Nfld. & Labrador

Dorian winds whip western Newfoundland, as storm tracks toward North Atlantic

Dorian has been downgraded to a post-tropical storm, but parts of Newfoundland remain under weather warnings as the storm makes its way along the west coast, up to the Northern Peninsula, through Sunday.

Wind 'big issue of the day,' as storm moves out to sea by Sunday night

Three huge trees were knocked over by high winds in front of an apartment in Stephenville. Billy Flowers stands in front of the downed trees to show their size. (Submitted by Ryan William Flowers)

Post-tropical storm Dorian is expected to move through western Newfoundland and off into the North Atlantic Sunday night, after knocking trees into power lines and toppling fences Sunday afternoon and walloping the Maritime provinces the day before.

Hurricane warnings issued by Environment Canada have been downgraded to tropical storm warnings for much of the western and southwestern regions of Newfoundland, as well as the Northern Peninsula.

Doug Mercer, senior meteorologist with the Canadian Hurricane Centre, says Dorian is expected to have moved into the North Atlantic by Sunday night.

"This evening, around 9 or 10 p.m., it will have passed northeast of the Strait of Belle Isle and it will be heading out to sea," he said.

"But [winds] will still be fairly high, overnight will be when you really start to see things starting to drop off."

Mercer said winds will be back to normal ranges by Monday morning.

Newfoundland Power tweeted it had received multiple reports of trees being blown over and knocking into power lines along parts of the west coast.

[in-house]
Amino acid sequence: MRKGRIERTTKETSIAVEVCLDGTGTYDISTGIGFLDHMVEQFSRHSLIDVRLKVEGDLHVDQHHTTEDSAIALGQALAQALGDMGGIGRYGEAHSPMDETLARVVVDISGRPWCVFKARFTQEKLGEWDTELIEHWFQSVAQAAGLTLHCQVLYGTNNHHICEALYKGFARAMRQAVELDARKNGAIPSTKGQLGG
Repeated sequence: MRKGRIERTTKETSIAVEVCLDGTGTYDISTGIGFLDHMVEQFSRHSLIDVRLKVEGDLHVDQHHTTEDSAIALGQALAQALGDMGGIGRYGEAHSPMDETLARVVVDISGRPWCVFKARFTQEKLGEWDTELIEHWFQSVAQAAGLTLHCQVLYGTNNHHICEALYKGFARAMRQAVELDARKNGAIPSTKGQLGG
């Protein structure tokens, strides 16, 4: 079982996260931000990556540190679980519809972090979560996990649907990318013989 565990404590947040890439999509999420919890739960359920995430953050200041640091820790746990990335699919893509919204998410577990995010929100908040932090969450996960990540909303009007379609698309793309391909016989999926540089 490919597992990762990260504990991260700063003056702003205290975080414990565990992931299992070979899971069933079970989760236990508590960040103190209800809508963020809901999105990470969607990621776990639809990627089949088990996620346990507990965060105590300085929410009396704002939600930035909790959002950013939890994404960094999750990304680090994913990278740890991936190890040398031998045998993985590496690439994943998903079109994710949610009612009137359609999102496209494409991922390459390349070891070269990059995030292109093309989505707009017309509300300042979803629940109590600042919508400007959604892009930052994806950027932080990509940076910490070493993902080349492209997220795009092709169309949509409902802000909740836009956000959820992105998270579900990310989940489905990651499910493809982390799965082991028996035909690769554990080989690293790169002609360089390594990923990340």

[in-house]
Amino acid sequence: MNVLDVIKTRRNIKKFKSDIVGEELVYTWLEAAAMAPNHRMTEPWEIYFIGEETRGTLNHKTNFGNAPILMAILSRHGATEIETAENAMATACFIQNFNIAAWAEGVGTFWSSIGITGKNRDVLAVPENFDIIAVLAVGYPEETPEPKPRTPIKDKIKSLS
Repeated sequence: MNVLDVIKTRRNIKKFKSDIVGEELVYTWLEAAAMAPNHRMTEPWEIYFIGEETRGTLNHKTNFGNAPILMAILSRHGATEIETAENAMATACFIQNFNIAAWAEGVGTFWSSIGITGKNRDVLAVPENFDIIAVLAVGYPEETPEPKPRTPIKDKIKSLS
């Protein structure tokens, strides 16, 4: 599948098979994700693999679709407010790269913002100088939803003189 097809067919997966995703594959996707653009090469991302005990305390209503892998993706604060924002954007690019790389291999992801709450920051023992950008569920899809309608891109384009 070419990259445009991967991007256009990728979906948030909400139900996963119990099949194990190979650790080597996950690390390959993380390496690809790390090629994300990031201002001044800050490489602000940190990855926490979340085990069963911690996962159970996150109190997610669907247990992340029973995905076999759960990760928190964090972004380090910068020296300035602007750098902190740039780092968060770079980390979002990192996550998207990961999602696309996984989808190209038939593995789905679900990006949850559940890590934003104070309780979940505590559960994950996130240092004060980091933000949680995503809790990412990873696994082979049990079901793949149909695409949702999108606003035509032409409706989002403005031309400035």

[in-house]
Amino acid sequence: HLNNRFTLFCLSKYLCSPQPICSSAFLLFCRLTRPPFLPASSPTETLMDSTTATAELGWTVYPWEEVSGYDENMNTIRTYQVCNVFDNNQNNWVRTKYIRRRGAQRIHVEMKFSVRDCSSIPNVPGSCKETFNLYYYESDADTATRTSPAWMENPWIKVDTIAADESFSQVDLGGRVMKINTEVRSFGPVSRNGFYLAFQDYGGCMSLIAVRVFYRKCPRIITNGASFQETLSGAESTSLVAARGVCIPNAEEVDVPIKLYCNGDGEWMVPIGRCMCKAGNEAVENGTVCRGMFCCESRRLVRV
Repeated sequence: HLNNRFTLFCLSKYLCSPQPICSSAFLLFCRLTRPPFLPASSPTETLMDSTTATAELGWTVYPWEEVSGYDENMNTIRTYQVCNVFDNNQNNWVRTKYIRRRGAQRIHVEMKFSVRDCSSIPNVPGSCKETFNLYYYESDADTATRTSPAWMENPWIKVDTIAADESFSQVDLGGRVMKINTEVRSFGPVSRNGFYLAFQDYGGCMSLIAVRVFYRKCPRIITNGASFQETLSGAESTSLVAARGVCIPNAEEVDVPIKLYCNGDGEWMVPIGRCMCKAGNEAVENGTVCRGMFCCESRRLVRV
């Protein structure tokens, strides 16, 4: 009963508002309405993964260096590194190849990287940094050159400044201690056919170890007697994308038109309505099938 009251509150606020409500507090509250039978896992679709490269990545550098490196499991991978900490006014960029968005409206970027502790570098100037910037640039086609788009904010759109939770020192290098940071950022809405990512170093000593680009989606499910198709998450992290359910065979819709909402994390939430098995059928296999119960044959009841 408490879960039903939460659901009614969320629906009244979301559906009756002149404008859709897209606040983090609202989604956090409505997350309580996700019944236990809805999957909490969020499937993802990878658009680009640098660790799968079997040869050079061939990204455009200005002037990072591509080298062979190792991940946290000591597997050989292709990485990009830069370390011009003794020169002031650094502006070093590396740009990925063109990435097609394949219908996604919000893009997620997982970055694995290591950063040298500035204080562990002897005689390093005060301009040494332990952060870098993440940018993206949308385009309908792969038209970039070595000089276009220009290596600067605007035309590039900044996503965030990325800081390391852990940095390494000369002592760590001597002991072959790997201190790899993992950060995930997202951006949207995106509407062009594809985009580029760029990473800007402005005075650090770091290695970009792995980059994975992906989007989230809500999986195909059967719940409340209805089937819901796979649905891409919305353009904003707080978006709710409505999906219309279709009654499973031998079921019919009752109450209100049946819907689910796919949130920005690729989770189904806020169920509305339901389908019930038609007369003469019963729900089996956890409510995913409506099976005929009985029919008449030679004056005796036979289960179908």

As estimated 3,500 customers were without power at peak times, with the number gradually lowering as Newfoundland Power said its crews are at various stages of repairs.

"Most of the damage has been caused by large, heavy trees being blown into the power lines due to the extreme high winds from Dorian," said Michele Coughlan in an emailed statement.

"In some cases the trees have brought down power lines and broken poles."

Gusts were forecast to reach up to 150 km/h in coastal areas throughout the day Sunday.

Wind warnings were extended late Sunday morning to include the Bonavista region.

"That's going to be the big issue of the day," said Mercer.

The wind and possibility of storm surges later on Sunday are the main points of concern, Mercer said, as the storm's centre moves through the Strait of Belle Isle by around 3 p.m. NT.

The high winds have blown trees over, knocking them into power lines on the west coast of Newfoundland. (Newfoundland Power/Twitter)

The storm is tracking its way over the eastern Gulf of St. Lawrence Sunday morning, before moving up to the Northern Peninsula in the afternoon.

In Stephenville and along the Gulf of St. Lawrence, people were reporting increasingly gusty winds, as well as rain starting late Sunday morning.

"You're going to have a band of southwesterlies that are forecast to be hurricane force, and as the storm moves up into the Strait and nears the coast, those winds are going to be picking up," he said.

"The strongest winds, I would expect, would be somewhere near Corner Brook, moving up toward the Parson's Pond-Hawke's Bay region, then it may drop off a little bit as it gets up toward St. Anthony."

Those high winds gave Don Rideout a bit of a scare overnight, when a neighbour called to say there was a broken window at his mother's house nearby.

Don Rideout boarded up a window at his mother's house, after the roof of a nearby garage blew off and struck it. (Submitted by Don Rideout)

Rideout said the neighbour spotted a curtain blowing out through a broken window, so Rideout went over to see what had happened.